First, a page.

A few weeks ago, my colleague Martin Gill and I took a stroll around London in order to see what retailers were doing in their multichannel efforts. Martin challenged me to do a similar walk-through of the Fifth Avenue stores here in NYC, and our results were largely similar.
The Club Monaco store was an exciting start given its proximity to our offices (directly below). It displayed QR codes on its windows which, in the right sunlight, led my mobile device to a YouTube video.
The effort was nice but served more as an engagement tool, not really anything that would help to drive sales.
The walk around was characterized by a few key themes:
Absence of multi-touchpoint approach. After Monaco, I encountered Ann Taylor Loft, LensCrafters, and American Apparel, none of which had anything beyond their traditional store experience. From the lack of multichannel signs (not even a URL on the window!), users might not know the Internet and phones existed, let alone the wide array of opportunities (QR codes, location-based notifications) that retailers have at their disposal.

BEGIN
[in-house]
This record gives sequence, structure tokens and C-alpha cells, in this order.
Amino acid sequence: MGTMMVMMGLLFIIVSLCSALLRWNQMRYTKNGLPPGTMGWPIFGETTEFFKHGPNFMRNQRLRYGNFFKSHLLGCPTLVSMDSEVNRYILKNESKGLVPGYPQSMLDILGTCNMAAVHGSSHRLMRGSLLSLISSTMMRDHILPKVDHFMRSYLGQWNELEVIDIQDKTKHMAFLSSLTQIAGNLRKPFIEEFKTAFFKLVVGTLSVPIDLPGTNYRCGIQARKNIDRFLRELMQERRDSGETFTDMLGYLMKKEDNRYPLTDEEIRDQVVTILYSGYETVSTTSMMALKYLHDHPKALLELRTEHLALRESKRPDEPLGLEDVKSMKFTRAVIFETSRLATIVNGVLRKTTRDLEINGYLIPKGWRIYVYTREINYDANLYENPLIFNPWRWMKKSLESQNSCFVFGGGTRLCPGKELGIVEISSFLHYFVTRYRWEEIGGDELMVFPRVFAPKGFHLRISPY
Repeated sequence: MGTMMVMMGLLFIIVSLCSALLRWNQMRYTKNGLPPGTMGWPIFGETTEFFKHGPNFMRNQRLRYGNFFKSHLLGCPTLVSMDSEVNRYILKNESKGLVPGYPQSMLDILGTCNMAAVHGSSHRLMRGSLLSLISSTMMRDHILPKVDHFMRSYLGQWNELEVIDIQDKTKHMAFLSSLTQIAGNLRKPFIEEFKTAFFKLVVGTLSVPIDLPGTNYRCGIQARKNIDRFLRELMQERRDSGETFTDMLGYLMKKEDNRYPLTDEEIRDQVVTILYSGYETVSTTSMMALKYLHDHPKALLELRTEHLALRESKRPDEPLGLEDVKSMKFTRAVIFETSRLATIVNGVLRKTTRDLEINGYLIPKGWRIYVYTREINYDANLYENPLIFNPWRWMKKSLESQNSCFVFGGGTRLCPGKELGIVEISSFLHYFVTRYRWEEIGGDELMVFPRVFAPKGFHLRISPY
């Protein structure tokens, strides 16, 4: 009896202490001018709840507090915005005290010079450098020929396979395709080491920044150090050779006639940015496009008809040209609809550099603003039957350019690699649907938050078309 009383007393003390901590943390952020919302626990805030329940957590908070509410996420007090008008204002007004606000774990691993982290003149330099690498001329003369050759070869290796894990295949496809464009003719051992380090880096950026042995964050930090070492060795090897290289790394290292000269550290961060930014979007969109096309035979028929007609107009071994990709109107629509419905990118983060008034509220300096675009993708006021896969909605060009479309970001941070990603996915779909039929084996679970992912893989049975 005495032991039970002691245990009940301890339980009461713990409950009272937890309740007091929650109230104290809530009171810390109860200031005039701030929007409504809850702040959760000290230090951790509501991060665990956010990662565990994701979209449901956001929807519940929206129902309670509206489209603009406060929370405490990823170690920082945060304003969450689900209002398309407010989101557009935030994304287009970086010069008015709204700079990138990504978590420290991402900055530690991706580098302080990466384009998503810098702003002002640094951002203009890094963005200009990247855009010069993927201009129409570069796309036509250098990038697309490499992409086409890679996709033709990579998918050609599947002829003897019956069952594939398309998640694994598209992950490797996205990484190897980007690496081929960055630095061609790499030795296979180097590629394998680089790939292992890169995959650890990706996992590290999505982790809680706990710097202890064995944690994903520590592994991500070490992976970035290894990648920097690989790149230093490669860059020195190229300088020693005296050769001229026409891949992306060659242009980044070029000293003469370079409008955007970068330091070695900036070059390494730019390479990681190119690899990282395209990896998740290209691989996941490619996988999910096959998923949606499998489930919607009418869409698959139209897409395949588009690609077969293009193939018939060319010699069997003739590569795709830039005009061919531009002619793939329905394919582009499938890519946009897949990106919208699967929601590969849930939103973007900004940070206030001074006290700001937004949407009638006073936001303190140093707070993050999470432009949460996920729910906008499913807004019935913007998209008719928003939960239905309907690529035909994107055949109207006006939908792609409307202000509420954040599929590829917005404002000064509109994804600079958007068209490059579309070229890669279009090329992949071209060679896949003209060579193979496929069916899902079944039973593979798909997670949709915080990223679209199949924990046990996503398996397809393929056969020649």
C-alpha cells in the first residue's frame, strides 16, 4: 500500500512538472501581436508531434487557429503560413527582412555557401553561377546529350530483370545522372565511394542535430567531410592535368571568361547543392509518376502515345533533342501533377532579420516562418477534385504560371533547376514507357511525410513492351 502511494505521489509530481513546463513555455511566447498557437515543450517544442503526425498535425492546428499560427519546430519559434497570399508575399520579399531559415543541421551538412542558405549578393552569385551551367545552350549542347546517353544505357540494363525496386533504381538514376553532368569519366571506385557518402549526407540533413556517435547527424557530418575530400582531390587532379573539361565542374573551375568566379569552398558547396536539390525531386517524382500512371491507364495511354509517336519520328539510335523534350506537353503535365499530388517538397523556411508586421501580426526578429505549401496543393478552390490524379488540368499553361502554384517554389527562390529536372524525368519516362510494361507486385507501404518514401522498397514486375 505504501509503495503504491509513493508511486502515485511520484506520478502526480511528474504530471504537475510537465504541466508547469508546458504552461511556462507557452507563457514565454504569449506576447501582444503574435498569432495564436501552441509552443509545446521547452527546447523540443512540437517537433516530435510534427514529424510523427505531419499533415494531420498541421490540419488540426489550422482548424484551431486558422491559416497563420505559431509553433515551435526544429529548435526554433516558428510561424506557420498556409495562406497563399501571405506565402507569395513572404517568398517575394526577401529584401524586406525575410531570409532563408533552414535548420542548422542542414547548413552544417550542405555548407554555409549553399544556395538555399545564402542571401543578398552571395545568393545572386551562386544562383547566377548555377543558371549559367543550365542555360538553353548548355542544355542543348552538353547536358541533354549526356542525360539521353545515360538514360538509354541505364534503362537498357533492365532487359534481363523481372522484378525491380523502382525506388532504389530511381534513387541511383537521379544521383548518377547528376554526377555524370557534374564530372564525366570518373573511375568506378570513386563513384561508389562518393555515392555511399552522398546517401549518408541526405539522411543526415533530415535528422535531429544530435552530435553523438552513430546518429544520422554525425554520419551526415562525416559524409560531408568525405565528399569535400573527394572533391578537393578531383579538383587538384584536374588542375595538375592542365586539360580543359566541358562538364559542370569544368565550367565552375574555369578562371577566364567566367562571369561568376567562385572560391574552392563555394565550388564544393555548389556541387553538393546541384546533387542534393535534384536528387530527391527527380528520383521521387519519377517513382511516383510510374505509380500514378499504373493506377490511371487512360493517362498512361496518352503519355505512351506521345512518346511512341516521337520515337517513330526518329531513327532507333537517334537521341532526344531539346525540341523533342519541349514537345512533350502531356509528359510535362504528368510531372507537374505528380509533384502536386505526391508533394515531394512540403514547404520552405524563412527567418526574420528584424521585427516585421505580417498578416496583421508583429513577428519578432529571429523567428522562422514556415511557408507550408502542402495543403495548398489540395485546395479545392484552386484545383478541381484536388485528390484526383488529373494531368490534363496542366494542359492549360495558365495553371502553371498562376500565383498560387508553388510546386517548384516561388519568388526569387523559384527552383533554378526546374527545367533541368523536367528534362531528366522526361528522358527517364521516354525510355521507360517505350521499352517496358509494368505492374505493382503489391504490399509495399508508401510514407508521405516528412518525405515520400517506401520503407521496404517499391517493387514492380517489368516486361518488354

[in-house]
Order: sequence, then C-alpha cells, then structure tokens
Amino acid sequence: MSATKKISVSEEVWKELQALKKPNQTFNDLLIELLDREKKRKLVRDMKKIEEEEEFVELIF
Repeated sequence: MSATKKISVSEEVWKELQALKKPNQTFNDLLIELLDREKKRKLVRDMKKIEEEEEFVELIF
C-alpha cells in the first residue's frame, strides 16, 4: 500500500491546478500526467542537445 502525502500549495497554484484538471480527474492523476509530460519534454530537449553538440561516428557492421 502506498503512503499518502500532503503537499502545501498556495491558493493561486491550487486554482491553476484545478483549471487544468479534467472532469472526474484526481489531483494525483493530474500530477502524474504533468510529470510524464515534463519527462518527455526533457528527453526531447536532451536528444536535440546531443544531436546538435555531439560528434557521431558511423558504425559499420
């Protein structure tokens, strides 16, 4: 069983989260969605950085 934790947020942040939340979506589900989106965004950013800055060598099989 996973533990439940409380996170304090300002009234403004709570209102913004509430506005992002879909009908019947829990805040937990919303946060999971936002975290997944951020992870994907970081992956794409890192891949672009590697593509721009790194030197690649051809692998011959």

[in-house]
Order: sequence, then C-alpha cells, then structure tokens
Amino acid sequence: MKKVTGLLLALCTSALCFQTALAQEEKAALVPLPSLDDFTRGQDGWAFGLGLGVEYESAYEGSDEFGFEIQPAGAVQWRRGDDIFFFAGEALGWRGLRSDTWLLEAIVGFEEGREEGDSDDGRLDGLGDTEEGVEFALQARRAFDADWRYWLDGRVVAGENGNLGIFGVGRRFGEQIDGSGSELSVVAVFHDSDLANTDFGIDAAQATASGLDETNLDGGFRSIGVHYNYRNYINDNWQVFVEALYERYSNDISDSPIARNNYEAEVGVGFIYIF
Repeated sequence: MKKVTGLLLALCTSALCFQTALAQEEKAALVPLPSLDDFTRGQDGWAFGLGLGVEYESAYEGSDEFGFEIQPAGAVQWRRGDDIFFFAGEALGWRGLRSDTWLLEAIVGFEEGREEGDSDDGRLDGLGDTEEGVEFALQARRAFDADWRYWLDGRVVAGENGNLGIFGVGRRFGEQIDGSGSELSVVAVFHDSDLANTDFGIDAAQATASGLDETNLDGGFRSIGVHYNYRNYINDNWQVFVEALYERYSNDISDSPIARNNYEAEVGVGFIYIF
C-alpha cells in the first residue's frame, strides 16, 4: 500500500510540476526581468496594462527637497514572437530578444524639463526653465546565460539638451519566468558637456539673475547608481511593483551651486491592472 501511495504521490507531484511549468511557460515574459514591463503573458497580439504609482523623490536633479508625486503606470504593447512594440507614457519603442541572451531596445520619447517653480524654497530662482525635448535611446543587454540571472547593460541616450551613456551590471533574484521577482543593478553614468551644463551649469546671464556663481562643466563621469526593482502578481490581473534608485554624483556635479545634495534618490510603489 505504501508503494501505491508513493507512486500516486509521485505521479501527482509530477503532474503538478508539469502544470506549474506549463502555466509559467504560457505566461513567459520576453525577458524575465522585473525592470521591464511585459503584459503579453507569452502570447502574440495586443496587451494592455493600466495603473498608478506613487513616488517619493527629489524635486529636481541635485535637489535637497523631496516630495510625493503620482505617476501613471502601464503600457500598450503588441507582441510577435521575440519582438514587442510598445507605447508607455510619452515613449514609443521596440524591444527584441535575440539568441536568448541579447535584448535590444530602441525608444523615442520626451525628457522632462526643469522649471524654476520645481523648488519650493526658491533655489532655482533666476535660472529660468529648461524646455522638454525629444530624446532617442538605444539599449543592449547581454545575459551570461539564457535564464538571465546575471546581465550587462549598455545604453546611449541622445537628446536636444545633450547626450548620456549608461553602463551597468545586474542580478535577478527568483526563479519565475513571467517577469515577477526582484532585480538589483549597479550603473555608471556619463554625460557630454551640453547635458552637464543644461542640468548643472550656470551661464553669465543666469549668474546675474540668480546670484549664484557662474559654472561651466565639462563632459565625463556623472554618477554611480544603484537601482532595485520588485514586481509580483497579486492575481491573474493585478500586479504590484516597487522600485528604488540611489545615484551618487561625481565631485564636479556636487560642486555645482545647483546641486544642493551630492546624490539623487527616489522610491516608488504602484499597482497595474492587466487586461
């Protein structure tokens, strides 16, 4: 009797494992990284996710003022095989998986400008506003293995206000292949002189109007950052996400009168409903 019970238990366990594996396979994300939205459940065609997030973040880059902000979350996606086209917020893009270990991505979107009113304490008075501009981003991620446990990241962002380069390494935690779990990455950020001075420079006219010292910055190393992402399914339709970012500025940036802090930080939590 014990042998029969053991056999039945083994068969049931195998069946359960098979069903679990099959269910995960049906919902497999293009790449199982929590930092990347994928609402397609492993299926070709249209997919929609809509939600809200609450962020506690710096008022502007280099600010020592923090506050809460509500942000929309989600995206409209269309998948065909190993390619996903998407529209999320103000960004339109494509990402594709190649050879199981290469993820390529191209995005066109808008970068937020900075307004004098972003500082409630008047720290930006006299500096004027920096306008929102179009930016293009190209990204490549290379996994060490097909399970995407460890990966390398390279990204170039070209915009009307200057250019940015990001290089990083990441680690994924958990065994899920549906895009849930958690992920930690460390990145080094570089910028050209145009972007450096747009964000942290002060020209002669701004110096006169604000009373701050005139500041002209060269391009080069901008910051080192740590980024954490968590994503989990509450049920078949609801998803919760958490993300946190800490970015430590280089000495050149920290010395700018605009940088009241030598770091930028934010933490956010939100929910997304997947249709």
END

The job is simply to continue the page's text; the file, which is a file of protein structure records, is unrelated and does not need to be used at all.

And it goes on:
Missed opportunities. Aveda had a large charity promotion going on in its store. However, there was no signage with a website link, no mention of Facebook, and no effort to drive the event beyond the store’s windows.
Forrester recently released a document entitled “Ratings & Reviews: Q1 2011 Snapshot.” In it, we discuss how eBusiness professionals continue to create value for customers via user-generated product review content. The next evolution of ratings and reviews should prove to be:
More flexible, as a multidimensional approach takes over.
More exposed, as social networks connect brands and consumers.
More pervasive, as retailers use multiple touchpoints to create coordination and consistency.